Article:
Carlos Ghosn, the chief executive of Nissan-Renault, is understood to be close to becoming the chairman of Mitsubishi Motors.
In May, Nissan acquired a 34% stake in its fellow Japanese car maker for ¥237bn (£1.8bn), becoming the largest shareholder in Mitsubishi less than a month after the latter admitted cheating fuel tests on at least 620,000 cars over the last 10 years.
The appointment will make the Brazilian-born Frenchman the first executive to head three different automobile companies at the same time, according to sources quoted by the Wall Street Journal.
Ghosn, who piloted Nissan from the verge of bankruptcy in the early 2000s to profit after joining forces with Renault, admitted Mitsubishi would struggle to regain its reputation but stressed it was possible.
"I can tell you we will not spare anything to support Mitsubishi," he told reporters. "I think it's possible. It is going to be difficult. It will require tough decisions."
Mitsubishi's current chairman and chief executive, Osamu Masuko, will remain in charge, despite calls for him to quit in the wake of the emission scandal. However, he revealed Ghosn had convinced him to retain his role.
"I welcome Nissan's willingness to provide strategic, operational and management support as our new lead shareholder," he said. "As part of our board and management team, Nissan will help us to rebuild customer trust in our company and maximise potential future synergies through our deeper alliance."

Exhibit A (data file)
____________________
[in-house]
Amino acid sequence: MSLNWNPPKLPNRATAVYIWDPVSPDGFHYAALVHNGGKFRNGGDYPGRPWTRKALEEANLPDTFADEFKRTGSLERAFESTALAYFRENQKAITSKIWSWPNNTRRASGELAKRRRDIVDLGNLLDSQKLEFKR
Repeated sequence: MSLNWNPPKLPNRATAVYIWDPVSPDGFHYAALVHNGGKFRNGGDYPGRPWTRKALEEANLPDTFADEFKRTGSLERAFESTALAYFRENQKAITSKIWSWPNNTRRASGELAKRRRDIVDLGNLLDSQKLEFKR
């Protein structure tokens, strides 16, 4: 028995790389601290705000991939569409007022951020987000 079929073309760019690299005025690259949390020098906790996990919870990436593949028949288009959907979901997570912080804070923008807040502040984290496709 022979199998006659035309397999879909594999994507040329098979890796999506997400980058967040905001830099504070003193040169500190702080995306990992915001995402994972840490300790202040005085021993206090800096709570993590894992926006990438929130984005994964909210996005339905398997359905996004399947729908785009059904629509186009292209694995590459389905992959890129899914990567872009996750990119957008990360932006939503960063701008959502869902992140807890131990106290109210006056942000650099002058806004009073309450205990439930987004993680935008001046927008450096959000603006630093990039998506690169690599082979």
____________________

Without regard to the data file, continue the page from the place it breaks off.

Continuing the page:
Ghosn explained Mitsubishi will and Nissan will remain independent businesses and will keep their identities, dealerships and brands separate after completing the deal. He added the intention of keeping the two businesses separate was pivotal in his decision to keep Masuko in charge.
"One of the reasons that I so much wanted Masuko to stay as CEO was because I wanted the people at Mitsubishi to know that Mitsubishi will remain Mitsubishi," he said.
"Mitsubishi will not become a subsidiary of Nissan."
Late in September, the Nissan chief executive warned that the company would need "compensation" for any tax barriers that might follow in the wake of the UK leaving the European Union, in order to continue producing cars competitively in the country.
Nissan's plant in Sunderland is the UK's biggest car factory and accounts for around 30% of the British auto industry's headline output, employing over 6,500 people. However, the city voted overwhelmingly in favour of Brexit, with 61% of voters siding with the Leave campaign.